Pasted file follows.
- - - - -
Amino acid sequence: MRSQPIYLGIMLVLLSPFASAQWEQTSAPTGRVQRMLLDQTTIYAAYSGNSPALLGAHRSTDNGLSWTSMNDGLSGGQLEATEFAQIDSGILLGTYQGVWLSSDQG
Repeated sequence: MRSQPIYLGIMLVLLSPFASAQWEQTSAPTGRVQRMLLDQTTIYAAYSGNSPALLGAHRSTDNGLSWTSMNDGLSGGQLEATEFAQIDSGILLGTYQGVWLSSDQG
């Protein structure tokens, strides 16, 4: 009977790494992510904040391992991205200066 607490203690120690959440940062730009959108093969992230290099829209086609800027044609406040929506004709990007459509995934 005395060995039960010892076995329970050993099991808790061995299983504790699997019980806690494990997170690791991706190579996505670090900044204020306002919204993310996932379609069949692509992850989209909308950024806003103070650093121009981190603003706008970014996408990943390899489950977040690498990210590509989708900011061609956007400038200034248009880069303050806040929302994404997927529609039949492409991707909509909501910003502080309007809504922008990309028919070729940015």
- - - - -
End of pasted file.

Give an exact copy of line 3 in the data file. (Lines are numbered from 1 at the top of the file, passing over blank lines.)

């Protein structure tokens, strides 16, 4: 009977790494992510904040391992991205200066 607490203690120690959440940062730009959108093969992230290099829209086609800027044609406040929506004709990007459509995934 005395060995039960010892076995329970050993099991808790061995299983504790699997019980806690494990997170690791991706190579996505670090900044204020306002919204993310996932379609069949692509992850989209909308950024806003103070650093121009981190603003706008970014996408990943390899489950977040690498990210590509989708900011061609956007400038200034248009880069303050806040929302994404997927529609039949492409991707909509909501910003502080309007809504922008990309028919070729940015």